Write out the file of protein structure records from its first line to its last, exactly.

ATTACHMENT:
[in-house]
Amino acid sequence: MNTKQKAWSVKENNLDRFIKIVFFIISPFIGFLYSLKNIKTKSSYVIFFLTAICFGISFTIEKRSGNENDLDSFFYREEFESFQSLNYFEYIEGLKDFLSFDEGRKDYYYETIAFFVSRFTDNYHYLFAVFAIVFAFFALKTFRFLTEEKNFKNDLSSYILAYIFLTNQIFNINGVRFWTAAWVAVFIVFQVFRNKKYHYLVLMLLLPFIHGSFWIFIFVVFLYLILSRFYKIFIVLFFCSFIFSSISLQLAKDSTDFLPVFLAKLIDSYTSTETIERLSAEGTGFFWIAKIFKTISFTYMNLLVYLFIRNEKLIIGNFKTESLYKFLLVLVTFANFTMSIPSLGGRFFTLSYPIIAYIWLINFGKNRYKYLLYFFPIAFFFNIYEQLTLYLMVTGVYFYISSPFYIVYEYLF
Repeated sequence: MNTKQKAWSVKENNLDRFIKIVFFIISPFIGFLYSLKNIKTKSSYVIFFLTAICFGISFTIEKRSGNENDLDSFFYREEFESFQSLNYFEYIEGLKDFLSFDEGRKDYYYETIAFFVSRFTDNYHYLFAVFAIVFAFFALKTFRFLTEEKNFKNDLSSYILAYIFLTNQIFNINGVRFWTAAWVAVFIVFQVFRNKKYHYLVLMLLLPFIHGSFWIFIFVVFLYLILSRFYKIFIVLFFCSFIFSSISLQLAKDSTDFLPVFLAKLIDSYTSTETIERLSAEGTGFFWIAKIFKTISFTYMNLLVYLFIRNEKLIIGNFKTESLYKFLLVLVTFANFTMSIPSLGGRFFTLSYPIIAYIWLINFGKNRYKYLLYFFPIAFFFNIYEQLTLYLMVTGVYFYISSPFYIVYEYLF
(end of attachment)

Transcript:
[in-house]
Amino acid sequence: MNTKQKAWSVKENNLDRFIKIVFFIISPFIGFLYSLKNIKTKSSYVIFFLTAICFGISFTIEKRSGNENDLDSFFYREEFESFQSLNYFEYIEGLKDFLSFDEGRKDYYYETIAFFVSRFTDNYHYLFAVFAIVFAFFALKTFRFLTEEKNFKNDLSSYILAYIFLTNQIFNINGVRFWTAAWVAVFIVFQVFRNKKYHYLVLMLLLPFIHGSFWIFIFVVFLYLILSRFYKIFIVLFFCSFIFSSISLQLAKDSTDFLPVFLAKLIDSYTSTETIERLSAEGTGFFWIAKIFKTISFTYMNLLVYLFIRNEKLIIGNFKTESLYKFLLVLVTFANFTMSIPSLGGRFFTLSYPIIAYIWLINFGKNRYKYLLYFFPIAFFFNIYEQLTLYLMVTGVYFYISSPFYIVYEYLF
Repeated sequence: MNTKQKAWSVKENNLDRFIKIVFFIISPFIGFLYSLKNIKTKSSYVIFFLTAICFGISFTIEKRSGNENDLDSFFYREEFESFQSLNYFEYIEGLKDFLSFDEGRKDYYYETIAFFVSRFTDNYHYLFAVFAIVFAFFALKTFRFLTEEKNFKNDLSSYILAYIFLTNQIFNINGVRFWTAAWVAVFIVFQVFRNKKYHYLVLMLLLPFIHGSFWIFIFVVFLYLILSRFYKIFIVLFFCSFIFSSISLQLAKDSTDFLPVFLAKLIDSYTSTETIERLSAEGTGFFWIAKIFKTISFTYMNLLVYLFIRNEKLIIGNFKTESLYKFLLVLVTFANFTMSIPSLGGRFFTLSYPIIAYIWLINFGKNRYKYLLYFFPIAFFFNIYEQLTLYLMVTGVYFYISSPFYIVYEYLF